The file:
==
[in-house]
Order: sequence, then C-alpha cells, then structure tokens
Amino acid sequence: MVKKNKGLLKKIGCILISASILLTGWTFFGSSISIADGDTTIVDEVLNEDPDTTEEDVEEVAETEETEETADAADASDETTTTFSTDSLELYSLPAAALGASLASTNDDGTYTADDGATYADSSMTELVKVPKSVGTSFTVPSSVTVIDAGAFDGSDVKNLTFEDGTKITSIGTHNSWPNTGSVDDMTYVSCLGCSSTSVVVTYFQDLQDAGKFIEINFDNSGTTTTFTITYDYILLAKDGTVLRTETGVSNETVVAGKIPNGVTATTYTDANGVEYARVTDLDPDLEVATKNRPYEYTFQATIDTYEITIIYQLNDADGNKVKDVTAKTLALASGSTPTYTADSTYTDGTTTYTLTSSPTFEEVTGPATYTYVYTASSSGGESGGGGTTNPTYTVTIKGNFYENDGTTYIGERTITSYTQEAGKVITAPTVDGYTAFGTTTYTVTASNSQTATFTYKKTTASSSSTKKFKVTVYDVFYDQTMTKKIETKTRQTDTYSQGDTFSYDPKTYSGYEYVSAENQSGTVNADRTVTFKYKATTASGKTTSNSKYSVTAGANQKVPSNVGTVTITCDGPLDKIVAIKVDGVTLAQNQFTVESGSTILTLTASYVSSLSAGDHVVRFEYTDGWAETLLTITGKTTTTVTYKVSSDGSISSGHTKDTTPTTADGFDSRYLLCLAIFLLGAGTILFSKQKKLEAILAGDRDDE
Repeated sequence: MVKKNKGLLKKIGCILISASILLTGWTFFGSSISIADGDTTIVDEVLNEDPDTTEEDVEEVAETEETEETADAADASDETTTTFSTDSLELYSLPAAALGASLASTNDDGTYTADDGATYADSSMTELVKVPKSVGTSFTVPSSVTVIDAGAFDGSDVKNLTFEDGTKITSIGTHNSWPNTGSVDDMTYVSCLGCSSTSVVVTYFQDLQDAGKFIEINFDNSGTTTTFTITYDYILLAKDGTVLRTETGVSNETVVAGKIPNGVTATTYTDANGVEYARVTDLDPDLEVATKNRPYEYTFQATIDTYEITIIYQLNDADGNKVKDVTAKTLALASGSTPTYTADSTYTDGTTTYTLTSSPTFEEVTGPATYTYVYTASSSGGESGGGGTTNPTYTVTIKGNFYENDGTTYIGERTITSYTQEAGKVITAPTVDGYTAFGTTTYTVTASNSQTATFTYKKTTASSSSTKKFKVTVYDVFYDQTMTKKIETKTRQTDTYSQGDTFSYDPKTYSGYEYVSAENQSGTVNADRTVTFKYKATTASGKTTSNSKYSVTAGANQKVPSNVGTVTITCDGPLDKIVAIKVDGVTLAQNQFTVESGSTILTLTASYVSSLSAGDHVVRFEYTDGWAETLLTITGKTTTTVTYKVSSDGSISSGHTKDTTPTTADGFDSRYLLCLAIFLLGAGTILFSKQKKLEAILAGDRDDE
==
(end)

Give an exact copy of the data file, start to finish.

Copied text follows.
[in-house]
Order: sequence, then C-alpha cells, then structure tokens
Amino acid sequence: MVKKNKGLLKKIGCILISASILLTGWTFFGSSISIADGDTTIVDEVLNEDPDTTEEDVEEVAETEETEETADAADASDETTTTFSTDSLELYSLPAAALGASLASTNDDGTYTADDGATYADSSMTELVKVPKSVGTSFTVPSSVTVIDAGAFDGSDVKNLTFEDGTKITSIGTHNSWPNTGSVDDMTYVSCLGCSSTSVVVTYFQDLQDAGKFIEINFDNSGTTTTFTITYDYILLAKDGTVLRTETGVSNETVVAGKIPNGVTATTYTDANGVEYARVTDLDPDLEVATKNRPYEYTFQATIDTYEITIIYQLNDADGNKVKDVTAKTLALASGSTPTYTADSTYTDGTTTYTLTSSPTFEEVTGPATYTYVYTASSSGGESGGGGTTNPTYTVTIKGNFYENDGTTYIGERTITSYTQEAGKVITAPTVDGYTAFGTTTYTVTASNSQTATFTYKKTTASSSSTKKFKVTVYDVFYDQTMTKKIETKTRQTDTYSQGDTFSYDPKTYSGYEYVSAENQSGTVNADRTVTFKYKATTASGKTTSNSKYSVTAGANQKVPSNVGTVTITCDGPLDKIVAIKVDGVTLAQNQFTVESGSTILTLTASYVSSLSAGDHVVRFEYTDGWAETLLTITGKTTTTVTYKVSSDGSISSGHTKDTTPTTADGFDSRYLLCLAIFLLGAGTILFSKQKKLEAILAGDRDDE
Repeated sequence: MVKKNKGLLKKIGCILISASILLTGWTFFGSSISIADGDTTIVDEVLNEDPDTTEEDVEEVAETEETEETADAADASDETTTTFSTDSLELYSLPAAALGASLASTNDDGTYTADDGATYADSSMTELVKVPKSVGTSFTVPSSVTVIDAGAFDGSDVKNLTFEDGTKITSIGTHNSWPNTGSVDDMTYVSCLGCSSTSVVVTYFQDLQDAGKFIEINFDNSGTTTTFTITYDYILLAKDGTVLRTETGVSNETVVAGKIPNGVTATTYTDANGVEYARVTDLDPDLEVATKNRPYEYTFQATIDTYEITIIYQLNDADGNKVKDVTAKTLALASGSTPTYTADSTYTDGTTTYTLTSSPTFEEVTGPATYTYVYTASSSGGESGGGGTTNPTYTVTIKGNFYENDGTTYIGERTITSYTQEAGKVITAPTVDGYTAFGTTTYTVTASNSQTATFTYKKTTASSSSTKKFKVTVYDVFYDQTMTKKIETKTRQTDTYSQGDTFSYDPKTYSGYEYVSAENQSGTVNADRTVTFKYKATTASGKTTSNSKYSVTAGANQKVPSNVGTVTITCDGPLDKIVAIKVDGVTLAQNQFTVESGSTILTLTASYVSSLSAGDHVVRFEYTDGWAETLLTITGKTTTTVTYKVSSDGSISSGHTKDTTPTTADGFDSRYLLCLAIFLLGAGTILFSKQKKLEAILAGDRDDE